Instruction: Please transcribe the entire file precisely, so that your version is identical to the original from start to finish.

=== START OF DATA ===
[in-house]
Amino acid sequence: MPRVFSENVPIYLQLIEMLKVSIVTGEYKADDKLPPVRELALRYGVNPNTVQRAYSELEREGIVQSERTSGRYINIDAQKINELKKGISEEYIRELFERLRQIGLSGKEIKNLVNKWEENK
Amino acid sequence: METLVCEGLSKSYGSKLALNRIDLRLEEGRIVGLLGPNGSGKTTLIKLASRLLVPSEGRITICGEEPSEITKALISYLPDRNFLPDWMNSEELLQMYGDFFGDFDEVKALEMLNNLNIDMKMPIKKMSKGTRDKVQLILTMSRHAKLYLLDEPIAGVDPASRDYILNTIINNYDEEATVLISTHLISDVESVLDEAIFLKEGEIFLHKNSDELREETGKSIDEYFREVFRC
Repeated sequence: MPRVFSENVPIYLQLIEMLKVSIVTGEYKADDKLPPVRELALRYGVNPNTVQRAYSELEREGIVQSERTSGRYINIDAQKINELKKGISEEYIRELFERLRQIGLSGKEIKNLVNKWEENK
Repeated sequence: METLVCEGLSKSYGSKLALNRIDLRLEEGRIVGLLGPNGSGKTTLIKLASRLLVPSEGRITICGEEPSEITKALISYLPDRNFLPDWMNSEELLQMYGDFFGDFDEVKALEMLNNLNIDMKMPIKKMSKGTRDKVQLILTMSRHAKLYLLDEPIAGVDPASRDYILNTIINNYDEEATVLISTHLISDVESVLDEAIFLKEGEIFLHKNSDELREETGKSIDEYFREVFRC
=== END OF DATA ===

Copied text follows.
[in-house]
Amino acid sequence: MPRVFSENVPIYLQLIEMLKVSIVTGEYKADDKLPPVRELALRYGVNPNTVQRAYSELEREGIVQSERTSGRYINIDAQKINELKKGISEEYIRELFERLRQIGLSGKEIKNLVNKWEENK
Amino acid sequence: METLVCEGLSKSYGSKLALNRIDLRLEEGRIVGLLGPNGSGKTTLIKLASRLLVPSEGRITICGEEPSEITKALISYLPDRNFLPDWMNSEELLQMYGDFFGDFDEVKALEMLNNLNIDMKMPIKKMSKGTRDKVQLILTMSRHAKLYLLDEPIAGVDPASRDYILNTIINNYDEEATVLISTHLISDVESVLDEAIFLKEGEIFLHKNSDELREETGKSIDEYFREVFRC
Repeated sequence: MPRVFSENVPIYLQLIEMLKVSIVTGEYKADDKLPPVRELALRYGVNPNTVQRAYSELEREGIVQSERTSGRYINIDAQKINELKKGISEEYIRELFERLRQIGLSGKEIKNLVNKWEENK
Repeated sequence: METLVCEGLSKSYGSKLALNRIDLRLEEGRIVGLLGPNGSGKTTLIKLASRLLVPSEGRITICGEEPSEITKALISYLPDRNFLPDWMNSEELLQMYGDFFGDFDEVKALEMLNNLNIDMKMPIKKMSKGTRDKVQLILTMSRHAKLYLLDEPIAGVDPASRDYILNTIINNYDEEATVLISTHLISDVESVLDEAIFLKEGEIFLHKNSDELREETGKSIDEYFREVFRC